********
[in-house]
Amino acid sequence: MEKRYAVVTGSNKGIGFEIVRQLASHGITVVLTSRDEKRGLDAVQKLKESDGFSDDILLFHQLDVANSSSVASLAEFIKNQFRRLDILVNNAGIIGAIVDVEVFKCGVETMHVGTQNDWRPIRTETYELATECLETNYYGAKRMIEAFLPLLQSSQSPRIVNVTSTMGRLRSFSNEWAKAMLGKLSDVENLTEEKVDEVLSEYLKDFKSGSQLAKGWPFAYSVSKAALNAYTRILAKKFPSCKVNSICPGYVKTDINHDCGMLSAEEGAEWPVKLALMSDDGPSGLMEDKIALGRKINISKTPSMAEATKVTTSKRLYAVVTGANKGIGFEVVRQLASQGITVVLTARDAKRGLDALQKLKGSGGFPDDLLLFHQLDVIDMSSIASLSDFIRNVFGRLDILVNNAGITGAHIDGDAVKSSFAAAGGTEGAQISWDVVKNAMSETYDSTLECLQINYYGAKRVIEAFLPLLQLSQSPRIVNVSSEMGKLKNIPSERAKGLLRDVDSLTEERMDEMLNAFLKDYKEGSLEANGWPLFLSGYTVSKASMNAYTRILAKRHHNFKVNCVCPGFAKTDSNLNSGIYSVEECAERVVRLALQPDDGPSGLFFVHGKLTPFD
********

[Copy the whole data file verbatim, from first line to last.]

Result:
[in-house]
Amino acid sequence: MEKRYAVVTGSNKGIGFEIVRQLASHGITVVLTSRDEKRGLDAVQKLKESDGFSDDILLFHQLDVANSSSVASLAEFIKNQFRRLDILVNNAGIIGAIVDVEVFKCGVETMHVGTQNDWRPIRTETYELATECLETNYYGAKRMIEAFLPLLQSSQSPRIVNVTSTMGRLRSFSNEWAKAMLGKLSDVENLTEEKVDEVLSEYLKDFKSGSQLAKGWPFAYSVSKAALNAYTRILAKKFPSCKVNSICPGYVKTDINHDCGMLSAEEGAEWPVKLALMSDDGPSGLMEDKIALGRKINISKTPSMAEATKVTTSKRLYAVVTGANKGIGFEVVRQLASQGITVVLTARDAKRGLDALQKLKGSGGFPDDLLLFHQLDVIDMSSIASLSDFIRNVFGRLDILVNNAGITGAHIDGDAVKSSFAAAGGTEGAQISWDVVKNAMSETYDSTLECLQINYYGAKRVIEAFLPLLQLSQSPRIVNVSSEMGKLKNIPSERAKGLLRDVDSLTEERMDEMLNAFLKDYKEGSLEANGWPLFLSGYTVSKASMNAYTRILAKRHHNFKVNCVCPGFAKTDSNLNSGIYSVEECAERVVRLALQPDDGPSGLFFVHGKLTPFD